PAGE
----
We would like to thank I. Bernstein for the IgG-Deltaext, U. Lendahl for the 12xCSL reporter construct, J. Aster for human NOTCH1 and other constructs, and G. Weinmaster for the rat DLL1 construct and advice. We also thank R. Tsien and K. Thorn for mCherry, S. Megason and S. Fraser for H2B–citrine and other constructs, R. Diamond and D. Perez for assistance with FACS, and F. Tan and J. Yong for help with cloning some of the constructs. We thank A. Eldar, J. Locke, G. Seelig, R. Kishony, B. Shraiman, A. C. Oates and members of the Elowitz laboratory for discussions and advice. This work was supported by the US National Institutes of Health Fellowship F32GM77014 (D.S.), the Caltech Center for Biological Circuit Design and the Packard Foundation. A.L. acknowledges support from the Fannie and John Hertz Foundation and the UCLA/Caltech Medical Scientist Training Program (NIH GM08042). J.G.O. acknowledges support from the Ministerio de Ciencia e Innovacion (Spain, project FIS2009-13360 and the I3 programme).
The authors declare no competing financial interests.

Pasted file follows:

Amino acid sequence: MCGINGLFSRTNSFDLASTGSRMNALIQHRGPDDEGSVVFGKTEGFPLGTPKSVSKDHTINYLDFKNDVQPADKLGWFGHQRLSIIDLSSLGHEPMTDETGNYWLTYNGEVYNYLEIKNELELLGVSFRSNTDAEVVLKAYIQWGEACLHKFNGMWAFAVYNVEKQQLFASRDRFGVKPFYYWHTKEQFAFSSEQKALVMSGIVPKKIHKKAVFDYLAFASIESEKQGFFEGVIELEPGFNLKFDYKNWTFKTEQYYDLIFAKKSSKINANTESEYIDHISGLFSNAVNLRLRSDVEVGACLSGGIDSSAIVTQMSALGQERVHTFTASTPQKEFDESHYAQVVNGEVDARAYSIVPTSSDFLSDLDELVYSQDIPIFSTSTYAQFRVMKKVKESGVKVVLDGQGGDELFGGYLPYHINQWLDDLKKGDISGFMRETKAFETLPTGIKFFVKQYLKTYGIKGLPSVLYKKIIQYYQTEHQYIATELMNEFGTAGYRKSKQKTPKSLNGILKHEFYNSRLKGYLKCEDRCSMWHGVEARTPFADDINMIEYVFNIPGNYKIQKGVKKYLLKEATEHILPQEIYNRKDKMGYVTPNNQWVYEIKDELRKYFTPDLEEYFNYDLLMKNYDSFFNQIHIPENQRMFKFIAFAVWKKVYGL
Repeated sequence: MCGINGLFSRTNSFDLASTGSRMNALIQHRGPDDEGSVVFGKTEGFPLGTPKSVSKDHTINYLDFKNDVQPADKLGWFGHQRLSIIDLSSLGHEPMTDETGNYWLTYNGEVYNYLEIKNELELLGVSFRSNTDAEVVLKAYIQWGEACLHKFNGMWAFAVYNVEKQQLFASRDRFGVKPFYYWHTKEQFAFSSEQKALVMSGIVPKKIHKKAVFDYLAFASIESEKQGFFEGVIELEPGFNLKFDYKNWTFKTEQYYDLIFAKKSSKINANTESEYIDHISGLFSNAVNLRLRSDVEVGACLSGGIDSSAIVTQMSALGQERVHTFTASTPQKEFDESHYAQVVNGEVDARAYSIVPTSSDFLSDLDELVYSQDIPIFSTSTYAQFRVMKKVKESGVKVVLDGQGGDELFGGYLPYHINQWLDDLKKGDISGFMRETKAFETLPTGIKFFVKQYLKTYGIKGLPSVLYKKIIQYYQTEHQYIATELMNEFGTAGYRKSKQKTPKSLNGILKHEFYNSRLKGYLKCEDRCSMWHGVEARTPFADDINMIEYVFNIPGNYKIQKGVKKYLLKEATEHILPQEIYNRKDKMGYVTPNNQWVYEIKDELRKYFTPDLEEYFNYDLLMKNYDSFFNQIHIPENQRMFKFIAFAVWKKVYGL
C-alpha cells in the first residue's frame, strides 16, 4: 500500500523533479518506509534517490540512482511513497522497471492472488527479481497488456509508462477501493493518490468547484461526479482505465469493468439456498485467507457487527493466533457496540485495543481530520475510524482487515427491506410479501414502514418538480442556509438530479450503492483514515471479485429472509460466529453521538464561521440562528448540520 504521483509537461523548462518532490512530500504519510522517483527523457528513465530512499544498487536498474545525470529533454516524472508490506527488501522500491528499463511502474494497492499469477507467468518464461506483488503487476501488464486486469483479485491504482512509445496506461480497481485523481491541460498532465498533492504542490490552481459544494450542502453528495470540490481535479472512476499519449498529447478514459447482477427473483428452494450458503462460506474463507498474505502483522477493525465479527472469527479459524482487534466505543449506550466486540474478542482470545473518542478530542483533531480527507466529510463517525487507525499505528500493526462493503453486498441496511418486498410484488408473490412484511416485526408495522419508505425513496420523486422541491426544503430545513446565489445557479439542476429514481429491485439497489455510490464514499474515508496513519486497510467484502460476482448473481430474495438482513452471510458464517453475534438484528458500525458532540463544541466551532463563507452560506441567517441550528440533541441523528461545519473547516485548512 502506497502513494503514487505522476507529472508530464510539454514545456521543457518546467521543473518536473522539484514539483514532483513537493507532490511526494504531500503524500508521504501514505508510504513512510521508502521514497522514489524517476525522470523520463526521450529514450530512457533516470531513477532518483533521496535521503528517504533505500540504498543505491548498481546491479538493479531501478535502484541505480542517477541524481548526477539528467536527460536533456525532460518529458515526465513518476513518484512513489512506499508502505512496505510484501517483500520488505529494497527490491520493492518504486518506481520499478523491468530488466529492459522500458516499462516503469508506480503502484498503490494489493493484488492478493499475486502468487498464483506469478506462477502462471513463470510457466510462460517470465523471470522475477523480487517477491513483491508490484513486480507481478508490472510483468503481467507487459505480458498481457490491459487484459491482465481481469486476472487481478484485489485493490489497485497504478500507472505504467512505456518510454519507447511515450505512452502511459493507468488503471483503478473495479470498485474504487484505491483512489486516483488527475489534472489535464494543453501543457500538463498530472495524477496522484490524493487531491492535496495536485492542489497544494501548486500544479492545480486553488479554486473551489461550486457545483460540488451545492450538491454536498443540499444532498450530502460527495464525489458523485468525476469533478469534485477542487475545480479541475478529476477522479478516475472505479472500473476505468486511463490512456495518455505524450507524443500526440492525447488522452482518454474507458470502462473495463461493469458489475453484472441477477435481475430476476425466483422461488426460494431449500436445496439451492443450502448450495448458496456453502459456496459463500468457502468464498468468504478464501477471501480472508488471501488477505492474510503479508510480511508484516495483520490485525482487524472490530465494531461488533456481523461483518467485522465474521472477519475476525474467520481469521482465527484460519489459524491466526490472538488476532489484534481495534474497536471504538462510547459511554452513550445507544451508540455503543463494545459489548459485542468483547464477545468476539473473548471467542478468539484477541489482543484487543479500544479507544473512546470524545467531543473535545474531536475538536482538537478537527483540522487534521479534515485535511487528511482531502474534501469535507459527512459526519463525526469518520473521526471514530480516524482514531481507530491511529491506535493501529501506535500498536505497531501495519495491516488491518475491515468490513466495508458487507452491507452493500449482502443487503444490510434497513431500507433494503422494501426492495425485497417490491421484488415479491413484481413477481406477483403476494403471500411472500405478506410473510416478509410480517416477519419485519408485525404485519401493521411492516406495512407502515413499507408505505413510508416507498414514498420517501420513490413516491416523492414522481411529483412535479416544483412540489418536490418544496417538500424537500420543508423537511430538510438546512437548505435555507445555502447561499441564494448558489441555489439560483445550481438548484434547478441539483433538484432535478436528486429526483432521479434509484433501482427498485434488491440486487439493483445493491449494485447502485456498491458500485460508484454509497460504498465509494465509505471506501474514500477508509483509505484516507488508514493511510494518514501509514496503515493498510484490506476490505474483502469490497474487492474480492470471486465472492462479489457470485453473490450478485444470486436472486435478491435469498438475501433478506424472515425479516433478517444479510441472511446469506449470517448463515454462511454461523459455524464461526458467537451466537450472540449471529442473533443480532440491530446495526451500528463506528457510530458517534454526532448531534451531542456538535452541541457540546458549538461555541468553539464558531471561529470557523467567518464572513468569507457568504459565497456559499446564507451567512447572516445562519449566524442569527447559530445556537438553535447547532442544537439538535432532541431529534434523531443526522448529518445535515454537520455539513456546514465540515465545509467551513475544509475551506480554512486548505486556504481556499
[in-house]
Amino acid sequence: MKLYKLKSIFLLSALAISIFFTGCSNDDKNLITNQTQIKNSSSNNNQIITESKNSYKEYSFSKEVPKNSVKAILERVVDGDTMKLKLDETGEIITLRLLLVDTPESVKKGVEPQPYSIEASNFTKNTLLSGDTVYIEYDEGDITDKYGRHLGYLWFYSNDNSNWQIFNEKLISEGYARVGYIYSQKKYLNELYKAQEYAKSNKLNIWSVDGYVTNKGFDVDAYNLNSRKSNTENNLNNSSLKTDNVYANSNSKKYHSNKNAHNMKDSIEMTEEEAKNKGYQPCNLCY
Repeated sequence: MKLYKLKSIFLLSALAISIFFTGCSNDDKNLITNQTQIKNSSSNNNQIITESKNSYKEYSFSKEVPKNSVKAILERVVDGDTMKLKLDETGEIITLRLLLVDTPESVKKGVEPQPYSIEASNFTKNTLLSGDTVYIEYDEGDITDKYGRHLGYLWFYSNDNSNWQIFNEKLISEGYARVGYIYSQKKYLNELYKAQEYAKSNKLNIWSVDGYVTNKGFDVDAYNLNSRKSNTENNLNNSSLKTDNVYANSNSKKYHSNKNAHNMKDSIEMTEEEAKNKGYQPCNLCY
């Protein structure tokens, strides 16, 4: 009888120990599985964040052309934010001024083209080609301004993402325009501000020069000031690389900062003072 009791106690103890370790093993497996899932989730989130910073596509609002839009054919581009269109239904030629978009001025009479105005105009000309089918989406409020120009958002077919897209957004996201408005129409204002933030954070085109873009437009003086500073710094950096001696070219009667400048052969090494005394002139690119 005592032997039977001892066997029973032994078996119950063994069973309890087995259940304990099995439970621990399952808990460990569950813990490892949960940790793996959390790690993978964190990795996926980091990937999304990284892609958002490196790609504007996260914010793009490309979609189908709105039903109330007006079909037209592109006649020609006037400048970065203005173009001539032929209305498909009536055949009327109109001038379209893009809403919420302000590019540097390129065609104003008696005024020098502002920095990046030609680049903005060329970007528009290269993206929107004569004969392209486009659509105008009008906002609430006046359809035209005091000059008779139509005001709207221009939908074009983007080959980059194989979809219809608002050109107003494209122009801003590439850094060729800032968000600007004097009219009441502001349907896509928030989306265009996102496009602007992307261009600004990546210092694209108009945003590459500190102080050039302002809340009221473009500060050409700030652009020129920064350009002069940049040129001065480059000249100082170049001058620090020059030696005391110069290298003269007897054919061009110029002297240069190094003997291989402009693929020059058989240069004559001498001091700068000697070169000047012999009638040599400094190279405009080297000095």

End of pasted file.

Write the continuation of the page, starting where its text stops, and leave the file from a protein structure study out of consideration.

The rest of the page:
This file contains Supplementary Figures S1-S17 with legends, Supplementary Tables S1-S3, Supplementary Methods and Data Analysis and Data and References for the Supplementary Material. (PDF 3625 kb)
This movie shows the trans-activation of hN1G4esn by plate bound Delta. Movie used to generate filmstrip in Figure 2B. (AVI 10479 kb)
This movie shows the effect of cis-Delta on hN1G4esn activation. Movie used to generate filmstrip in Figure 3B. (AVI 22000 kb)
This movie shows the trans-activation of hN1G4esn-No-Delta by co-culture with Delta-expressing cells. Movie used to generate filmstrip in Fig S5. (AVI 5340 kb)
About this article
Cite this article
Sprinzak, D., Lakhanpal, A., LeBon, L. et al. Cis-interactions between Notch and Delta generate mutually exclusive signalling states. Nature 465, 86–90 (2010). https://doi.org/10.1038/nature08959
Skeletal Muscle (2022)
npj Systems Biology and Applications (2022)
Biomechanics and Modeling in Mechanobiology (2022)
Flags, landscapes and signaling: contact-mediated inter-cellular interactions enable plasticity in fate determination driven by positional information
Indian Journal of Physics (2022)
Journal of Neuroinflammation (2021)